babies are allowed to choose what they want (or need) to eat from the foods offered at mealtimes, and their parents are often surprised by how well balanced the baby’s chosen diet is over the course of a week or so. There has been little reliable research into whether babies really do know what to eat instinctively, but an extraordinary experiment in the 1920s and 1930s by an American pediatrician, Dr. Clara Davis, is certainly food for thought.
At the time of the research from do babies know what to eat?
Do Babies Know What to Eat? Many children refuse to eat foods that considered good for them. Most pediatricians gave parents strict instructions about what, how much, and how often their child was to be fed. But Dr. Davis suspected that it was this very strictness that was the cause of the problem and that telling or even forcing children to eat certain foods made things worse. She had a theory that babies knew best when it came to what they needed to eat.
She devised a “self-selection” diet for infants and young children to see what would happen if babies were allowed to choose what to eat for themselves. She studied 15 children for anywhere between six months and four and a half years; all the children were between seven and nine months old when the experiment started and had been exclusively breastfed up until that point.
we offer 33 foods for all the babies, with a slightly different selection laid out at each meal. we separate All the foods, mashed and unseasoned; combine foods such as bread and soup.
The babies could choose whatever they wanted from these foods, in any quantity. They either fed themselves or pointed to a dish and were spoon-fed by a nurse, who was not allowed to influence their decisions. If a child ate the whole portion of a particular food, more of the same food was provided until he or she eventually stopped eating.
scrutinize Meals in detail, so that the researchers could work out exactly what each child had eaten. take Blood and urine tests and X-rays to monitor the children’s health.
At the end of the experiment from do babies know what to eat?
Dr. Davis discovered that each child had chosen an extremely well-balanced diet. They were all well nourished and healthy even those who hadn’t been at the start and they all ate a greater variety and quantity of food than was considered normal for their age. Their weight gain was above average, and they were largely free from many of the deficiency diseases (such as rickets) and other illnesses that were common at the time.
However, each child’s combination of foods was unique and unpredictable there wasn’t anything approaching an “average” diet. For example, some chose to eat lots of fruit while others seemed to prefer meat; food crazes or bingeing were common (one toddler apparently ate seven eggs in one day!) All the children were also willing to try unfamiliar foods. None of them chose the cereal and milk-based diet that babies were “supposed” to eat at the time.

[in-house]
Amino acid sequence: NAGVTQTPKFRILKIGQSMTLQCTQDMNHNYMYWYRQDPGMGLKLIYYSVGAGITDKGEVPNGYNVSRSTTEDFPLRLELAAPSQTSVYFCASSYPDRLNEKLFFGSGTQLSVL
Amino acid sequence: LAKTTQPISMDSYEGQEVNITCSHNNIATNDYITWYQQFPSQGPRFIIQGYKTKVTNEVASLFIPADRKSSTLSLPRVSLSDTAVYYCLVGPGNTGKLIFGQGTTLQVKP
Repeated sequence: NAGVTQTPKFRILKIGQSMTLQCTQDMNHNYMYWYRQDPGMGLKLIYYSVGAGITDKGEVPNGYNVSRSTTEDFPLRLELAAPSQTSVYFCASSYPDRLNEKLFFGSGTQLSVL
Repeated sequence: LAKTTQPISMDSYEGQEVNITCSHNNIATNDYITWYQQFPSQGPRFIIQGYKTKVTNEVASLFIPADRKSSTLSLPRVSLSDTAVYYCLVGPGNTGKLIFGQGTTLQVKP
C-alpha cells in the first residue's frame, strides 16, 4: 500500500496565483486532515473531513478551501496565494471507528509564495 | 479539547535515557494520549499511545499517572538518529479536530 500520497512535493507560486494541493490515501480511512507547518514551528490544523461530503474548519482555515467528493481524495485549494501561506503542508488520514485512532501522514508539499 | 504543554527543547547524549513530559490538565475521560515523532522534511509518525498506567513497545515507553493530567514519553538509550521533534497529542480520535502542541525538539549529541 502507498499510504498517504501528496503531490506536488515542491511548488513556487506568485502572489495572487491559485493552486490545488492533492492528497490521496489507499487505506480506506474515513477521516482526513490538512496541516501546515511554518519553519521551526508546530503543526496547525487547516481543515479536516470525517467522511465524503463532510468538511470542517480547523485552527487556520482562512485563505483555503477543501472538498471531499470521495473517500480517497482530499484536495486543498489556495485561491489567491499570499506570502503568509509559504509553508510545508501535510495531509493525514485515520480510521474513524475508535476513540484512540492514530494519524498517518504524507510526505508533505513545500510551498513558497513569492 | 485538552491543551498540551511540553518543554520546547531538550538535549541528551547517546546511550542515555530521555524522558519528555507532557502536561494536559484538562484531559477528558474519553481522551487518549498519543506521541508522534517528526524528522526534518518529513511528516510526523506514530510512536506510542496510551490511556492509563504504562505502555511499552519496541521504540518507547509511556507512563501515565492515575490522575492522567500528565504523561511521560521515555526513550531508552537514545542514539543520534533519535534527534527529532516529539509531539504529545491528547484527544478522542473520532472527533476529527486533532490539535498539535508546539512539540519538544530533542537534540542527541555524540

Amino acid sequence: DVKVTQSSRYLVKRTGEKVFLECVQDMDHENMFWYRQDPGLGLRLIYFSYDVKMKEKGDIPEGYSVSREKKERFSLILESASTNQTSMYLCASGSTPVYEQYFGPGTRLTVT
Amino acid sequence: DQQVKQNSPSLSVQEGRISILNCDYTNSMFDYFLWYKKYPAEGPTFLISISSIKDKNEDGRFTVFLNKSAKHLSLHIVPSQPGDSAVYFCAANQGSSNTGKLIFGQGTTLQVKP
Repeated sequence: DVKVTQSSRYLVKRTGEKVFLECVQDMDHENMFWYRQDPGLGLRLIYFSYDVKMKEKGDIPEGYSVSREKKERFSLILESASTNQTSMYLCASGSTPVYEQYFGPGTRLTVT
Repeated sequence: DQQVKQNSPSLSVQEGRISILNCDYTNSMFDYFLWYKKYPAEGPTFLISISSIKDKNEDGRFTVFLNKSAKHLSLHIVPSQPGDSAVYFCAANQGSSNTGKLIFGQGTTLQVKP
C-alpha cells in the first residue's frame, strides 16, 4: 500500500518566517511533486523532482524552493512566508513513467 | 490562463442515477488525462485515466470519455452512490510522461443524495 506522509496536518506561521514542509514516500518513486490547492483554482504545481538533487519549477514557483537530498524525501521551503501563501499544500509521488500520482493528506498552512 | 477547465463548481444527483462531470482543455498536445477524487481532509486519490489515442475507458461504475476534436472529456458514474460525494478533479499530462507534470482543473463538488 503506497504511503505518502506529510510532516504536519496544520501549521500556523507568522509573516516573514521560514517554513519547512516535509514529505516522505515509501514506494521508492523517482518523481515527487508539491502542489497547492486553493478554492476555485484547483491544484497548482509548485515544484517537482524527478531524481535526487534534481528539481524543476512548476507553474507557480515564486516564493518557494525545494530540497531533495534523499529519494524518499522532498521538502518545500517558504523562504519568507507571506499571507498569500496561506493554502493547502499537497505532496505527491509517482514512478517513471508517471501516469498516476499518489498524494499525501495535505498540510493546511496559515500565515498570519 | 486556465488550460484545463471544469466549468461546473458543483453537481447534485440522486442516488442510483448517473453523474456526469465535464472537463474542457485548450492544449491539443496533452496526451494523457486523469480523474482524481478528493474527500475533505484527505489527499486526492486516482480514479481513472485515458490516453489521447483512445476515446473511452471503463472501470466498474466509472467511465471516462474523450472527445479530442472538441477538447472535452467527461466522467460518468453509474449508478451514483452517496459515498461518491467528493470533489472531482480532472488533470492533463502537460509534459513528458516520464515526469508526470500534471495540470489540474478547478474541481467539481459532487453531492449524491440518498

According to Dr. Davis, part of the reason the children were all so well-nourished was that only nutritious, unprocessed foods were provided there were no rich, fatty, or sugary foods. But simply providing a selection of good foods didn’t guarantee a balanced diet. Any of the children studied could still have decided to limit their diet by avoiding meat, or fruit and vegetables, for example and become ill as a result. But they all ate enough of each type of food to ensure the right balance.
The Results Of The Experiment.
However, the results of the experiment aren’t reliable enough to prove that Dr. Davis’s theory is true. (It was a small study, and most of the data were lost and it will never be repeated because her methods would be considered unethical today.) But the experiment became widely known at the time it was even included in some editions of Dr. Benjamin Spock’s best-selling parenting books in the 1940s and 1950s and gradually the limited infant diet that had been so common went out of fashion.
DO BABIES KNOW WHAT TO EAT? STORY.
Our second child, Saskia, would sit on my lap while we ate and she started reaching for food from our plates when she was almost six months. She was happy grabbing food and putting it in her mouth, so we sort of intuitively did BLW without really thinking about it. And later I realized there were other people who were doing it and it had a name. It is so easy; mothers must have been doing it, especially with second babies, for generations.
In retrospect, I think our first child, Lily, was reaching for food, but we just did what is accepted wisdom for feeding babies we spoon-fed her. We’d take turns; one of us would eat, and the other would feed Lily.
Baby-led weaning is quicker and easier and messier. It is messy. But spoon-feeding is complicate. It’s another little thing to be slightly anxious about. And it’s boring we were always either preparing food, or feeding, or cleaning up. This seems to be much more just enjoying mealtimes and playing. It’s much more relaxed.
Suzanne, mother of Lily, 3, and Saskia, 14 months.